Original Published on Sep 23, 2022 at 10:41
Chef Tawnya Brant gives Top Chef Canada TV show a taste of her Indig favourites
By Marcus Bankuti, Local Journalism Initiative Reporter
Kanien’kehá:ka chef Tawnya Brant of Six Nations was not the only contestant who arrived on the set of Top Chef Canada with a personal pantry containing some treasured ingredients from home.
“Everybody that brought stuff literally brought stuff from whatever their culture was,” Brant said. “It was a cool opportunity for chefs to learn from chefs, and we don’t get enough opportunity to do that either because we all work 100 hours a week.”
It was a small moment that captured one of her goals as a chef – promoting the Haudenosaunee food culture that she works tirelessly to preserve and revive. She does this in large part through her restaurant Yawékon in Ohswé:ken, where she takes pride in contributing to the health and wellbeing of her community.
“We know language preservation is of utmost importance, but so is our food,” Brant said.
Her goal as a chef is to cook food that is recognizable, to cook food that people feel they can attempt at home.
“That’s the only way we’re going to decolonize our palates in a way that’s going to be lasting, in a way that’s going to be impactful,” she said. She gave an example of white corn mac and cheese.
“It’s something recognizable. Children will try it. But it’s also getting our palates used to going back to what it is we originally had,” she said.
She spoke about the importance of understanding the history of Haudenosaunee foods, the way the culture around it has survived famine and genocide, and the joys it has brought as a labour of love.
“We have our own seed, we have our own corn, beans, squash, so many different things,” she said.
“You don’t know how beautiful something is until you know the story of it.”
Brant, who has worked in kitchens since she was 12 years old, tried going to school for archeology, but she found it didn’t suit her. Instead, she went to culinary school, which she left to dive straight into the industry.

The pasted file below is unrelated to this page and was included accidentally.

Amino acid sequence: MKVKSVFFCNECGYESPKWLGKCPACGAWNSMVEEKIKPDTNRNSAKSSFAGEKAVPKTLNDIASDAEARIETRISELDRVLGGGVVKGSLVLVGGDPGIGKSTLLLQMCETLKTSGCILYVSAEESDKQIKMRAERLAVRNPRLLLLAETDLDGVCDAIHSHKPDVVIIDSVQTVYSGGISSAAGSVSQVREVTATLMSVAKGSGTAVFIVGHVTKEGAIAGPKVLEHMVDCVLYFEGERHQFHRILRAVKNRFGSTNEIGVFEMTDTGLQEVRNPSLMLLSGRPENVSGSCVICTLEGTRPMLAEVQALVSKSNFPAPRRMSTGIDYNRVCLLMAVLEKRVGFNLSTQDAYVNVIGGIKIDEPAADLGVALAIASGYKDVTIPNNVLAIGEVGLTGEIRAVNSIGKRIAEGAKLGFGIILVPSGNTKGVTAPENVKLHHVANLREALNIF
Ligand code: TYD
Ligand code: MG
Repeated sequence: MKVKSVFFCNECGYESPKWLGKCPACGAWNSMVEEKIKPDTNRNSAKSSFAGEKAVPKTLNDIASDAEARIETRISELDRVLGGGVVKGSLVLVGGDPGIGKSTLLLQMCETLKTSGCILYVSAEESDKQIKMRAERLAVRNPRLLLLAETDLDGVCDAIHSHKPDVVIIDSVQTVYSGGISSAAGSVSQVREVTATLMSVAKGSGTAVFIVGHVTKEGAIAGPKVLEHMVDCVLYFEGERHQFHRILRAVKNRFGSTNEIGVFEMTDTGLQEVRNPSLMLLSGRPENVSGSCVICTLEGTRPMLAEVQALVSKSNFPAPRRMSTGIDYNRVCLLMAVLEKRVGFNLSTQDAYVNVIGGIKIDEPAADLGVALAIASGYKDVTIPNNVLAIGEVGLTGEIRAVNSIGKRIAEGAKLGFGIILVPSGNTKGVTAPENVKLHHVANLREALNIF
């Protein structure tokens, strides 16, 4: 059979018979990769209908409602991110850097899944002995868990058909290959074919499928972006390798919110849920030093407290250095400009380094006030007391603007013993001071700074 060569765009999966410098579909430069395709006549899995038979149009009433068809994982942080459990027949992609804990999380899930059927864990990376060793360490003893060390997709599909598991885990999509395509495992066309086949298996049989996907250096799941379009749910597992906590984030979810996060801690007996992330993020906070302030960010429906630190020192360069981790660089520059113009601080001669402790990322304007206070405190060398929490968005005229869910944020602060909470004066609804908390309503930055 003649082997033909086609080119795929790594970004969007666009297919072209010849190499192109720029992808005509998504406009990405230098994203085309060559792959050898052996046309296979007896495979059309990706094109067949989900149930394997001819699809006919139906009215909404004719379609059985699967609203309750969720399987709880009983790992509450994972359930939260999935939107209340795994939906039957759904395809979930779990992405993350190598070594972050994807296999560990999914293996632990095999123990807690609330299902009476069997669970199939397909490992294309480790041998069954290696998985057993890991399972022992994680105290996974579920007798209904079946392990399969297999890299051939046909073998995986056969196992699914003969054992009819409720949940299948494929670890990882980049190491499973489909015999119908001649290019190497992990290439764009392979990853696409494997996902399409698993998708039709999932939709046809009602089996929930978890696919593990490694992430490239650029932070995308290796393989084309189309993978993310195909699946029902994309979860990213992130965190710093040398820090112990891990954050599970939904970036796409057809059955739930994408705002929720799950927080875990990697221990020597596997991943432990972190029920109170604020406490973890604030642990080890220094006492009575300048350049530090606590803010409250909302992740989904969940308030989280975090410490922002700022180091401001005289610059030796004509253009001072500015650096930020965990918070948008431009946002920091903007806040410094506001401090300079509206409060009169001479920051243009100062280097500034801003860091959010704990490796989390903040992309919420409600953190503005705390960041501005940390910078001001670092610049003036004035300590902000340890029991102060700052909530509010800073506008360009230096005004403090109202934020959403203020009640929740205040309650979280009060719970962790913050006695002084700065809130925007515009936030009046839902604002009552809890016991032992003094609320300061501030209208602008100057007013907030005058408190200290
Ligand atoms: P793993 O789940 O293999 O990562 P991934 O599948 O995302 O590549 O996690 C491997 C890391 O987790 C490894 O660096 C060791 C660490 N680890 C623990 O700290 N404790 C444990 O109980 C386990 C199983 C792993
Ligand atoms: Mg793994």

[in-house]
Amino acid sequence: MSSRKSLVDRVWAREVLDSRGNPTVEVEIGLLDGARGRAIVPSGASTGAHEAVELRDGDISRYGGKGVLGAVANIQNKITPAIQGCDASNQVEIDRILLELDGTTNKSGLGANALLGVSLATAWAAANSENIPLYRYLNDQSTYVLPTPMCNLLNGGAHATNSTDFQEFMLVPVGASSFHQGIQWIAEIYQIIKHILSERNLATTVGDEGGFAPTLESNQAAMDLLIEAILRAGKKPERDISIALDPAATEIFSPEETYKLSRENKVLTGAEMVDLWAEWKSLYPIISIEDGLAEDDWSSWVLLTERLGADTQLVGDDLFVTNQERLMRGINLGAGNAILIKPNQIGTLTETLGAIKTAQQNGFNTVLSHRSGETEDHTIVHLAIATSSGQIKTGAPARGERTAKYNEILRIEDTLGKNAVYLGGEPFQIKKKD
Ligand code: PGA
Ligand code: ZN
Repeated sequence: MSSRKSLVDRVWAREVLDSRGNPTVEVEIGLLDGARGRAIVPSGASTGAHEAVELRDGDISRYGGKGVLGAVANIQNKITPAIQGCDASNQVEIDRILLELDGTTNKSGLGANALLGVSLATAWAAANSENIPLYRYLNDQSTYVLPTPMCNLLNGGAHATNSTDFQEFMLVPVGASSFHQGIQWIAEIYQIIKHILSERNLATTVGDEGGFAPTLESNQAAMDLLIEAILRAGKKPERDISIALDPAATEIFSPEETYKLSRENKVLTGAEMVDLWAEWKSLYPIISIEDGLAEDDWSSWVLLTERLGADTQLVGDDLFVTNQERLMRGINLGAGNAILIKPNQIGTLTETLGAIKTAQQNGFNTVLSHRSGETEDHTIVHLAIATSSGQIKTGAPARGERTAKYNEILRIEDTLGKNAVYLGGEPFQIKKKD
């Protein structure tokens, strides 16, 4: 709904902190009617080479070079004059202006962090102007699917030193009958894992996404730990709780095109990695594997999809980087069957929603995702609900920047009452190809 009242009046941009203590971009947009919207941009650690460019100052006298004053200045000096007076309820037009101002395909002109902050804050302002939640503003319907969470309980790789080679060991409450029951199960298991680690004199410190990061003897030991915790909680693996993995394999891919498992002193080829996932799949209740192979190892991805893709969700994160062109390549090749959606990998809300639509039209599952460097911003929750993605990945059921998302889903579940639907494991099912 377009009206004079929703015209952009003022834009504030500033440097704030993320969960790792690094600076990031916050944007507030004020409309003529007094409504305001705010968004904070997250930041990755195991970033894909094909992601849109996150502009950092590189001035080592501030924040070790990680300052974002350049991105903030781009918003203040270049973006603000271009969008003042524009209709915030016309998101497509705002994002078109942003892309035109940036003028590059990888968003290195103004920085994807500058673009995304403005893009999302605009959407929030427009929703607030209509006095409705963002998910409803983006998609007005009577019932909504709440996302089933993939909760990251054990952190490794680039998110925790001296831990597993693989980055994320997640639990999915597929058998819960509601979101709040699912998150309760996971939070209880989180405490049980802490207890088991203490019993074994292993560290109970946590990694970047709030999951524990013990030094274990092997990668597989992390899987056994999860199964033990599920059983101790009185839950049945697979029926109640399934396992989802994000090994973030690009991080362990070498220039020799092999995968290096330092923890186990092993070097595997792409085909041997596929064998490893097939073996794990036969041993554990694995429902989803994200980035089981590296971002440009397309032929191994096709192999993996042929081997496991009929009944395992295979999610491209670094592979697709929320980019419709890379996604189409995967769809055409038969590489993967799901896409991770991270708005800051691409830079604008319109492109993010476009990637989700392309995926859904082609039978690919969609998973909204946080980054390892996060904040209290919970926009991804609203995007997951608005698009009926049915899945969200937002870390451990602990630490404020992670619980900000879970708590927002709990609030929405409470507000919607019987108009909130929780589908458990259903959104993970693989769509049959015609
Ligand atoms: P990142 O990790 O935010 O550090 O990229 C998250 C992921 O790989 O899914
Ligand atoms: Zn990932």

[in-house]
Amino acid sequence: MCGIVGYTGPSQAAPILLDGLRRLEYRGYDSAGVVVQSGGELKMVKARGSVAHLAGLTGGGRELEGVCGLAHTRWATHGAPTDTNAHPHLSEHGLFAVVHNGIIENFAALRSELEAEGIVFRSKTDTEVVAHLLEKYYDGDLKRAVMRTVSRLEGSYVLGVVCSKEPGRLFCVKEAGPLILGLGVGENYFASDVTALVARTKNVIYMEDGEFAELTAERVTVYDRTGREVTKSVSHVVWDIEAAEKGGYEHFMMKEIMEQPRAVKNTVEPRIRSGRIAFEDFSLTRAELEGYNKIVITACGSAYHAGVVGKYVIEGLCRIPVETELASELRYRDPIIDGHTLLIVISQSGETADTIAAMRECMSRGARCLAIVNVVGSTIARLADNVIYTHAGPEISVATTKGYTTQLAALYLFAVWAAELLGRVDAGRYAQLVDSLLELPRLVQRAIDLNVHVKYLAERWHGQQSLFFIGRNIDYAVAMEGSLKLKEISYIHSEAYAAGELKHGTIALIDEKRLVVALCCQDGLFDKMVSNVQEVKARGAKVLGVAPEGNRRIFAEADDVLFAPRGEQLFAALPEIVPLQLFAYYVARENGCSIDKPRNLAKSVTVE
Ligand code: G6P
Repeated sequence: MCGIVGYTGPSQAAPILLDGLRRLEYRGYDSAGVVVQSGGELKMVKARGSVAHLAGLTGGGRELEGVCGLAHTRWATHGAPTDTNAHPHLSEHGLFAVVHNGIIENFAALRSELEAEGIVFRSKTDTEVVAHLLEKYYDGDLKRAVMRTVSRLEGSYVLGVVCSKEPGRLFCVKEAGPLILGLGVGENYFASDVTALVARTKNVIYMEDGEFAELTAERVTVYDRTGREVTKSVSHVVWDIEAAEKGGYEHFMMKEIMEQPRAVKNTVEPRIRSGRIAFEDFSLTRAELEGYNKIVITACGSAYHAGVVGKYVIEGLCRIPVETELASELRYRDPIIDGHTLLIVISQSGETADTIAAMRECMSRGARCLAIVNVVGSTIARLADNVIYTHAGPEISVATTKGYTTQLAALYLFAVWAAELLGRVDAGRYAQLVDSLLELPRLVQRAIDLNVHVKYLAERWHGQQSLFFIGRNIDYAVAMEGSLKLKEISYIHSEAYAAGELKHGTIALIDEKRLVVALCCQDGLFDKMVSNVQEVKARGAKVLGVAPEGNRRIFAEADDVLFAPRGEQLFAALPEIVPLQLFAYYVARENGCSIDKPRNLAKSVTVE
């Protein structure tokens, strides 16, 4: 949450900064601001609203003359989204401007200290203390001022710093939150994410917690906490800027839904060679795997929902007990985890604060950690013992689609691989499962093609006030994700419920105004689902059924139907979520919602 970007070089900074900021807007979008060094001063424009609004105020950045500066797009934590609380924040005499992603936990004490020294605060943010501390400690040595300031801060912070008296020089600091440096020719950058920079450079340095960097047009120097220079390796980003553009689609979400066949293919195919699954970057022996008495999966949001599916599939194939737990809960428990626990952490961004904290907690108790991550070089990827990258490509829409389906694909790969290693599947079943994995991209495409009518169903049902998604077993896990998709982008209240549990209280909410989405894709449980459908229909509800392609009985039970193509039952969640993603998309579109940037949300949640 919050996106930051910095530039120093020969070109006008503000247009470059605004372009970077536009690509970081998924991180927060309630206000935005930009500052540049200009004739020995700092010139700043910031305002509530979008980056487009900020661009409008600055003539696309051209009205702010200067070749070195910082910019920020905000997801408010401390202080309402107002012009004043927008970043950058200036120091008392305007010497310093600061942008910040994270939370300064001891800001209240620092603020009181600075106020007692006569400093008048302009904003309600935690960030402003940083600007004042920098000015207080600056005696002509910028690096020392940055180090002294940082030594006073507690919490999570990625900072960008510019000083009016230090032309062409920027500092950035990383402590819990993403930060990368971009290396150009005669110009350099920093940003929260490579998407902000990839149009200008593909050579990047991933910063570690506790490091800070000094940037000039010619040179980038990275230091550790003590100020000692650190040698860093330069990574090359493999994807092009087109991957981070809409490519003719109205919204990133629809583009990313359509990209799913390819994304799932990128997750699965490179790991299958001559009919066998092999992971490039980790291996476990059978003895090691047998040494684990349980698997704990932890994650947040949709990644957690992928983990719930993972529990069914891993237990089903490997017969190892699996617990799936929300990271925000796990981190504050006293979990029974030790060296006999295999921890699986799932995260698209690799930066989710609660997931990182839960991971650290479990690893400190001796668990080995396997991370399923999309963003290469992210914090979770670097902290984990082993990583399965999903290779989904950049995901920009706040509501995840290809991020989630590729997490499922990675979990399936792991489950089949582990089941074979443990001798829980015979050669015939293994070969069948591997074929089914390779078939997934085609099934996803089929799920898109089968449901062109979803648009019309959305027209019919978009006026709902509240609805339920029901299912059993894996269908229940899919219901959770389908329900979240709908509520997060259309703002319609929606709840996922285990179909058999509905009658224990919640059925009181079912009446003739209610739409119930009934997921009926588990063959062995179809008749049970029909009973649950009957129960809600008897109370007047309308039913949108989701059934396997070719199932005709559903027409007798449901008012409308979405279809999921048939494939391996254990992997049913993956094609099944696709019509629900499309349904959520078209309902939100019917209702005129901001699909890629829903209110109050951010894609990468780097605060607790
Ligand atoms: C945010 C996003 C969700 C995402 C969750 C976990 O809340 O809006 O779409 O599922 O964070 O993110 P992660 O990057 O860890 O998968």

While she spent years working in kitchens off the reserve, she never forgot the worldview instilled in her by her mother, Terrylynn Brant.
“I think she was one of the biggest contributors in my career,” Brant said of her mother.
As it happens, Terrylynn delivered a welcome to last season’s Top Chef Canada contestants when they visited Six Nations.
“(I reminded them) to appreciate the fact that they’re here, and that they should hold sacred from the Creator the personal gift that he gave them, which is their gift of cooking,” Terrylynn said.
She chose to raise her daughters in a home that didn’t have running water or electricity; she taught them to garden and value traditional ways.
“I wanted them to grow up with a sense of just continuing in the gifts that the Creator gave them, you know, and that’s what they’re doing,” she said.
Terrylynn is proud that Brant is able to use her cooking talents to benefit the community and that she runs her restaurant and interactions with staff in a way that reflects Haudenosaunee values.
“I’m really happy that she does it in a way as if she was still cooking at the Longhouse,” said Terrylynn.
“You won’t see no chef Ramsay swearing at people from Tanya. Those kinds of western-acceptable ways of doing things aren’t acceptable in our culture and our heritage,” she said. “So it’s nice that Tanya has an opportunity to be out there in the world to share the way we do things.”
While Terrylynn is clearly a fan of her daughter’s, it’s not only family that appreciates Brant’s cooking.
Tim Reynolds ranks Brant’s food alongside the best he’s ever had. He still remembers his first meal at Yawékon – elk chimichangas.
“I dare anyone to remember their first meal from a restaurant, your experience for the first time,” Reynolds said. “I remember mine. I think that’s a statement in itself.”
He predicts Top Chef Canada will be great exposure for the restaurant.
As for Brant, she sees the show as a personal challenge. “At the end of the day, I see this competition as not a competition against other chefs – it’s a competition against yourself,” she said.
“It’s definitely a revered competition in the industry,” she said. “Now having done it, I can see why it is.”
The premiere of Top Chef Canada season 10 on Food Network Canada esd on September 26 at 10 p.m. It will be available on re-runs